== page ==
Tuesday 30 January 2018 - Monocle Minute | Monocle

Tuesday. 30/1/2018

The Monocle Minute

Image: Shutterstock


Call to arms

The Australian government announced yesterday that it will channel billions of dollars in state-backed loans towards domestic defence companies, with a view to becoming a top-10 global arms exporter (it now sits at number 20). The Australian Defence Force isn’t big enough to sustain a vibrant industry on its own so looking further afield – namely to the Middle East and the Asia-Pacific region – makes sense. But it’s not clear whether the country will be able to compete with the defence giants. “It will be interesting to see what systems will be designed, developed, built and exported from Australia,” says Nick Brown, Monocle’s defence correspondent and editor in chief of IHS Jane’s International Defence Review. “Competition from the massive defence prime contractors is fierce and Australia buys a lot of its equipment off the shelf, much of it from locally branded versions of those primes: BAE Systems Australia, Boeing Defence Australia and so forth.”


Fitting winner

Ispo, the Munich sportswear tradeshow that is the biggest of its kind in the world, is in full swing. There is something for everyone here: unlike fashion-industry tradeshows, which tend to feature either designers or textile manufacturers but rarely both, at Ispo you can find the full supply chain under one roof. B1, one of the glossiest halls, is peppered with upmarket brands that create functional yet chic outerwear, a rapidly growing category. A quick dash across the capacious hall will take you to the Textrends pavilion, which is filled with textile manufacturers displaying swatches of hi-tech fabrics. Many of these samples are waterproof, soft, light – and good-looking. “There has been a big shift in mills and suppliers becoming much more trend-driven,” says Louisa Smith, a textile trend consultant who works with Ispo. “Taiwanese mills are very good because sportswear textiles have historically been their focus,” she says, citing Taipei company Eclat and Italian firm Eurojersey as a couple of standouts.

Image: Getty Images



Tonight all eyes – and op-eds – will be on Donald Trump as he delivers his first State of the Union address to Congress. Yet there will be another speech drawing attention tonight: the Democratic response. This year it will be delivered by representative Joe Kennedy III (the grandson of Bobby Kennedy and great-nephew of JFK). While 37-year-old Kennedy hasn't yet made his name on the national stage, this will give him the opportunity to change that. In the past the response to the State of the Union has been used to showcase presidential hopefuls – both Bob Dole and Marco Rubio have delivered it. On a night when the spotlight will be on Trump, the young and well-spoken three-term Democrat could steal some attention. Is Kennedy one to watch for 2020? Tonight will provide a clue.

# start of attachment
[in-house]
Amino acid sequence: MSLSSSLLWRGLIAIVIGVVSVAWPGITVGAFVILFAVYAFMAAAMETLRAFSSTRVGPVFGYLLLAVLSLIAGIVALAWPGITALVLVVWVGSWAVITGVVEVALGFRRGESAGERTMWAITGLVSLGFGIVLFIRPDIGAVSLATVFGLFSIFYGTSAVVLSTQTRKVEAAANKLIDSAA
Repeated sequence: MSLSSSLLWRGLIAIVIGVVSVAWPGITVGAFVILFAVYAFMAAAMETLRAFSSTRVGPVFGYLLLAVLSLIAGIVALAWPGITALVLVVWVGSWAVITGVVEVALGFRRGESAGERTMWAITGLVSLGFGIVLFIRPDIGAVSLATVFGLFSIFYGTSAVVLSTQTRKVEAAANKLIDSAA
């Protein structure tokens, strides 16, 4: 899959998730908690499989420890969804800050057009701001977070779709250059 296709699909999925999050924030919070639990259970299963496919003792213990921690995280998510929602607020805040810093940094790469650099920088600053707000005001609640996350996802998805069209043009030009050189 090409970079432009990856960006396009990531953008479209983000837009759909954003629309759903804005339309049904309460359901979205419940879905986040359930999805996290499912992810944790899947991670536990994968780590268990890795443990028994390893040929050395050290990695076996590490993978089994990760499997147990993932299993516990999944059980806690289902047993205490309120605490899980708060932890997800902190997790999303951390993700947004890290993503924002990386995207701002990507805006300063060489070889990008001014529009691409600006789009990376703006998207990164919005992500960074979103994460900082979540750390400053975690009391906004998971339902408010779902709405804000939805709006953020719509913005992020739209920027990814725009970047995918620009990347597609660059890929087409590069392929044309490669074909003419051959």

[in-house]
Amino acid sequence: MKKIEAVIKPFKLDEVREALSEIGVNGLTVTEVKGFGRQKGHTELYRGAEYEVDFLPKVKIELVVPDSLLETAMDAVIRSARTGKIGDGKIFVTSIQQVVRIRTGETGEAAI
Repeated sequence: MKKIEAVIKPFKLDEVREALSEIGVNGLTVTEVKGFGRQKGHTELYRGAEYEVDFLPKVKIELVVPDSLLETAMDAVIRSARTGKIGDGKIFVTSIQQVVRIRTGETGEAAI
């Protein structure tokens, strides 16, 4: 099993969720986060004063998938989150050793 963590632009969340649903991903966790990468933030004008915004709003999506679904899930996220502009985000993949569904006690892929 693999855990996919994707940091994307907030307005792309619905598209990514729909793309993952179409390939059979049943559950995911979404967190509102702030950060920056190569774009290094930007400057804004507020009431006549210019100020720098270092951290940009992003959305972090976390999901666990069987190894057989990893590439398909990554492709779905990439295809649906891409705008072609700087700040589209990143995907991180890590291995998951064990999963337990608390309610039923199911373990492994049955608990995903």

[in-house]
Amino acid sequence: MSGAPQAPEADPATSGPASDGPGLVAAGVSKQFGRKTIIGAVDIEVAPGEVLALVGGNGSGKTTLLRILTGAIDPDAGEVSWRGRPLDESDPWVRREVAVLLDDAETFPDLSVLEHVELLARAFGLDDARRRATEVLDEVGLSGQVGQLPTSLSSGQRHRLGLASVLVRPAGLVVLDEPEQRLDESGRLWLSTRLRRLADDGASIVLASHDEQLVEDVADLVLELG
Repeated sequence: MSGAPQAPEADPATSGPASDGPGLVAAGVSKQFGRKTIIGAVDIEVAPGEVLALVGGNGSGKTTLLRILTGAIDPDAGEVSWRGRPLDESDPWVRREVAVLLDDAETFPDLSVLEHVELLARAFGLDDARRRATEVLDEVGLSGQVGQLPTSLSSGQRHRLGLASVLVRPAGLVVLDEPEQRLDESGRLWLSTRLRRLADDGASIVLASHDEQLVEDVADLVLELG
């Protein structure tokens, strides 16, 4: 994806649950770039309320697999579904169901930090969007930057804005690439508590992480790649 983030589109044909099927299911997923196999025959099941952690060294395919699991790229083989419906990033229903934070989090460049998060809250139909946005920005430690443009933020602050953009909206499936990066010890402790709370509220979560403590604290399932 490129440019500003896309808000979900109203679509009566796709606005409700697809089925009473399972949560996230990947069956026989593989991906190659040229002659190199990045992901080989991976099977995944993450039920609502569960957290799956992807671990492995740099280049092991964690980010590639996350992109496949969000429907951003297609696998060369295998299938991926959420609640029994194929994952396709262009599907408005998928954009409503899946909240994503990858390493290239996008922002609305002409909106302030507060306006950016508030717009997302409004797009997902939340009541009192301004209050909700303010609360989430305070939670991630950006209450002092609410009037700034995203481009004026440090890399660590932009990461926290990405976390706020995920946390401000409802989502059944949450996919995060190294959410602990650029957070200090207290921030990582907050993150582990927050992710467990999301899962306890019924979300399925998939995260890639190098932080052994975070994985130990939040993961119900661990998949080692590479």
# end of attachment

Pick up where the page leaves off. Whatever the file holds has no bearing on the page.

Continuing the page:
Proud producers

Despite being the eurozone’s worst-performing economy over the past decade, Greece’s factory output is growing at its fastest pace in more than nine years. “People think industrial manufacturing is dead in Greece but there are plenty of producers weathering the political turbulence and doing justice to brand Greece,” says Giannis Stogiannidis, chief researcher of a new exhibition, 160 Years of Made in Greece: Industry, Innovation, Novelty at Athens’ Technopolis centre. From textiles and construction to lumber, weaving and paper, the show comprises rare photographs and historical documents to showcase the nation’s history of design and manufacturing. A special section is dedicated to the companies investing in reviving Greece’s manufacturing traditions, such as Varangis furniture and the paint company Vivechrom.

Image: Mark Blower

Jane Morris, editor-at-large at ‘The Art Newspaper’

Jane Morris explains the importance of Andreas Gursky's work, which is some of the most highly priced photography in the world.

Property’s next move

The property sector is growing and it’s no longer business as usual. Will we see London reinvent flat rentals or Copenhagen up the quality of housing? The property market is ready for a shake-up.


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